She hadn’t had anything to eat or drink for 21 hours…

If the surgery hadn’t been performed that night, she wouldn’t have had anything to eat or drink for probably upwards of 34 hours.

Our main worry was what effect having nothing to drink would have on her kidneys, which are compromised, but in late afternoon she was given an IV. However, apparently it had become plugged by the time she got to the operating room.

In normal times when there is no limitations on surgeries, they are scheduled and the schedules are usually kept, albeit not always right on time.

I am just going into this because I think it is something the hospital should address. These may not be normal times, but as the COVID-19 virus has only struck four people in Algoma, at least at this writing, it should be possible to retain some aspect of scheduling surgeries rather than the ad hoc process that appears to be in play…

In regard to the community, it is good to see our grocery stores implementing safe distancing measures and I offer a tip of the hat to all cashiers, who are as close to the front lines in this thing as you can get.


  1. No doubt tough decisions have to be made and I believe that the age of the patient will also be a factor—Seniors have to not only stay home and follow the rules while we also need to avoid younger travellers who can more easily bring back the disease. It becomes double jeopardy for many Seniors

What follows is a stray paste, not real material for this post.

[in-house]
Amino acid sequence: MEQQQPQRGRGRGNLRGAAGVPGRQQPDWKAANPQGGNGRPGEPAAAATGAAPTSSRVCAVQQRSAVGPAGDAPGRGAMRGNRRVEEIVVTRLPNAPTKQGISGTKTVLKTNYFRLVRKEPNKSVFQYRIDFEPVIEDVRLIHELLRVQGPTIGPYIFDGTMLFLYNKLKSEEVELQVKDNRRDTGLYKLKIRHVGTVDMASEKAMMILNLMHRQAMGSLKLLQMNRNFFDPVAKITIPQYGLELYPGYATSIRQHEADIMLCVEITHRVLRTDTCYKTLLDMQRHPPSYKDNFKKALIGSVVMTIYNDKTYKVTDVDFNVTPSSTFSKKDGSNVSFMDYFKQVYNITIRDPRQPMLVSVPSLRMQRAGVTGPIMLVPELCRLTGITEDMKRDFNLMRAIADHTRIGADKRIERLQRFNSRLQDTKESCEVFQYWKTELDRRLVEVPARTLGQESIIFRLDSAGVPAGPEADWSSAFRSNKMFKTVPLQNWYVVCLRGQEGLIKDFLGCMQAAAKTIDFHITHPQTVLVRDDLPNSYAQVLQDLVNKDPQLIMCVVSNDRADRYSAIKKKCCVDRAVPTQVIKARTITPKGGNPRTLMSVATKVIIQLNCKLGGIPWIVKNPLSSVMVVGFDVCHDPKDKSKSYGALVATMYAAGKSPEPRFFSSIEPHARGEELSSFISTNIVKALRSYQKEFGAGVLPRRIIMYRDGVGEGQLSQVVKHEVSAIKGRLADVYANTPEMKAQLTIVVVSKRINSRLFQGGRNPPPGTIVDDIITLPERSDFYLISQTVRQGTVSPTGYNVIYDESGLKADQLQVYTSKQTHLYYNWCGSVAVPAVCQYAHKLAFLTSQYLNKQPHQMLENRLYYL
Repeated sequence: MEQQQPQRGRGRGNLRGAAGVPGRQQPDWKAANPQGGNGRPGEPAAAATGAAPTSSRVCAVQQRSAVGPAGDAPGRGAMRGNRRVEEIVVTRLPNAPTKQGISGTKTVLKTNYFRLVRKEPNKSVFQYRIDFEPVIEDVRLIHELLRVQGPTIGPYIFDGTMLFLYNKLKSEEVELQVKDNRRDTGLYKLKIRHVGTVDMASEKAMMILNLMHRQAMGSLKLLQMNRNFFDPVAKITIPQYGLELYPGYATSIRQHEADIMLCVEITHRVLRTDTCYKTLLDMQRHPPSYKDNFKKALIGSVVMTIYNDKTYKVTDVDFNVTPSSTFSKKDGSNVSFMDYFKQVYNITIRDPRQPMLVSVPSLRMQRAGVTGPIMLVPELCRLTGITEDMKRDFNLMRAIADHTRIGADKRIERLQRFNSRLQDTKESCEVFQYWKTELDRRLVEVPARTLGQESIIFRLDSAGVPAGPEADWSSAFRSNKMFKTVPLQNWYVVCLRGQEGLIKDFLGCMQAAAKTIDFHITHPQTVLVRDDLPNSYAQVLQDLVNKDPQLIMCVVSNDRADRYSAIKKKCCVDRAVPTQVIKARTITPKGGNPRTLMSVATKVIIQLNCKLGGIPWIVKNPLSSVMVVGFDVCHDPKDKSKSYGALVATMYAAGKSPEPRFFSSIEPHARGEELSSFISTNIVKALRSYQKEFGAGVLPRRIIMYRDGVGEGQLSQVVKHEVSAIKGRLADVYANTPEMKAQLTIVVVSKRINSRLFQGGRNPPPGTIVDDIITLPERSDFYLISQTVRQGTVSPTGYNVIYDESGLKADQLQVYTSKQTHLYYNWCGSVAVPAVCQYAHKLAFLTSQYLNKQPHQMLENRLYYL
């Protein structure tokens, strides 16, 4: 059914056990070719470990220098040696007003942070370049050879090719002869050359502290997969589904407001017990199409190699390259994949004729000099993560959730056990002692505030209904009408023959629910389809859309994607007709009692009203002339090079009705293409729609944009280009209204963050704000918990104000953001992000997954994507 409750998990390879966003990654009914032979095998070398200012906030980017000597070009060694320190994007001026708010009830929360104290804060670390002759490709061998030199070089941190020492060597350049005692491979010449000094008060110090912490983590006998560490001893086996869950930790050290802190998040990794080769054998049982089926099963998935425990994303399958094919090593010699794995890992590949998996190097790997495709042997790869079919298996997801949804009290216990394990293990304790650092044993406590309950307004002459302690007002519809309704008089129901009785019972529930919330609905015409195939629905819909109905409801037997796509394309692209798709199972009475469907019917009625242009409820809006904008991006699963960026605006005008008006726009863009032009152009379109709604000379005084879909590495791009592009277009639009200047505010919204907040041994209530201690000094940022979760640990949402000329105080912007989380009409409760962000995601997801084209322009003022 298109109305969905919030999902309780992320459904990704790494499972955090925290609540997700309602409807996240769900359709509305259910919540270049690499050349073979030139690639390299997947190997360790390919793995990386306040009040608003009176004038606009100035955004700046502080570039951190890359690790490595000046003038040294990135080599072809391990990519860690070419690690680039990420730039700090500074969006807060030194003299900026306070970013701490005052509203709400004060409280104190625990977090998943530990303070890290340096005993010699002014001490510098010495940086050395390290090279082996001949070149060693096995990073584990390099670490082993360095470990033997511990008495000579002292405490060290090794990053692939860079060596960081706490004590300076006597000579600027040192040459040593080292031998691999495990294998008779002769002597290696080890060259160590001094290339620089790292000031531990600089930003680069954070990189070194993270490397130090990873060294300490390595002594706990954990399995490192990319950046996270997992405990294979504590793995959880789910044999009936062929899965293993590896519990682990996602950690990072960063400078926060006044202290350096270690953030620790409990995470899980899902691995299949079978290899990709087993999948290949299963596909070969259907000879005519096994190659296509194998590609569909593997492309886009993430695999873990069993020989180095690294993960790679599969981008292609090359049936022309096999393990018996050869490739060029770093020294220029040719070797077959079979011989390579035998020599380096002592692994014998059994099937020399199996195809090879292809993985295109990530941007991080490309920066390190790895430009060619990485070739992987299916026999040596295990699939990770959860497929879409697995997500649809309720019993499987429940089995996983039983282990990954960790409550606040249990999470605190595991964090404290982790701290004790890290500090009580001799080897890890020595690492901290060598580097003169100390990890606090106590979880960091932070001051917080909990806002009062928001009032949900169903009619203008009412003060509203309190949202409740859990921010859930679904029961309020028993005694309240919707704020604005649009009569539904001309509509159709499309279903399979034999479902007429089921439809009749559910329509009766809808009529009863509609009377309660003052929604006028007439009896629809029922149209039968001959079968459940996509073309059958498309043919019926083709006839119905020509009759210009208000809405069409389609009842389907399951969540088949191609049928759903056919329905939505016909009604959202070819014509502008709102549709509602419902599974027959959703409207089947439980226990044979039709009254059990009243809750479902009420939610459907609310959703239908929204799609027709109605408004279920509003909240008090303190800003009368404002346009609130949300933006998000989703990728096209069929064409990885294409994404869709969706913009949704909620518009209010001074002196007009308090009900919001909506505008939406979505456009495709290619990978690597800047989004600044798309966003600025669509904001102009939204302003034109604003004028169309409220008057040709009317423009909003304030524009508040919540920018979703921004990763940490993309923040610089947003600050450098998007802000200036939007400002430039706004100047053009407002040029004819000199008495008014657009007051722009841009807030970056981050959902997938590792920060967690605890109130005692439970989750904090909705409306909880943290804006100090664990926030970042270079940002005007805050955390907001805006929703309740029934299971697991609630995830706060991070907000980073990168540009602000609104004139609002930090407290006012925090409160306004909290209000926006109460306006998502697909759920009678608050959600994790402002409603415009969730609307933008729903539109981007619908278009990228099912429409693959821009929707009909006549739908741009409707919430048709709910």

who do not travel but need to go out for necessary supplies. Fortunately the disease has not–as yet–caught children. Let’s hope that when a Vaccine is discovered it will be offered to vulnerable Seniors as quick as possible


    I enclose a letter written by Prof Steve Hedrick. University Southern Cal, San Diego. Courtesy of Prof Pippa Marrack, sister of Dr John Marrack.

    He is one of the world’s leading experts on the biology of plagues.

    Here is a precis.

    1 Plagues do not go away. Measles remains here. Eventually sufficient numbers get the disease, as children, and are then immune so the plague is no longer rampant. Some, like measles we can vaccinate for. If we all stopped vaccinating, in a generation, we would have a measles pandemic.

    2 As human population has increased, the transfer of bugs from animal to human to human became inevitable. We all became immune to the “common” bugs. When a new “novel” virus arrives, no one has immunity and it then can infect everybody. But it has to be the right kind of bug to matter. If it kills you too quickly and can only be transmitted by close physical contact, it quickly runs out of hosts and becomes irrelevant to the majority. Ebola is an example.

    3 To have a pandemic you need the right bug that makes you ill but does not kill you too fast, and a method of transmission that makes it easy to get from person to person. An incubation period where you are infectious but do not know it. SARS had two problems preventing massive spread that Covid 19 does not. There was little evidence that infected people were very infectious during the incubation period and it had a 15% mortality. People became very sick, quickly got hospitalised and were strictly isolated. Little transfer. Some pandemic bugs cause so little problem that we do nothing. Cold viruses.

    4 Covid 19 has a long incubation period, up to 10 days, during which infected individuals, although asymptomatic, are extremely infectious. The great majority do not get very ill. For many children it may be no worse than a cold. Rapid massive transfer.

    5 It is unlikely that Covid 19 will disappear as SARS did. It is too widespread. It seems likely that a herd immunity will be achieved either by sufficient numbers getting the disease (with many people, especially older people, dying) or an effective vaccine being produced (at least a year away).

    6 Covid-19 will probably be around forever afterwards, like measles, whooping cough and chickenpox.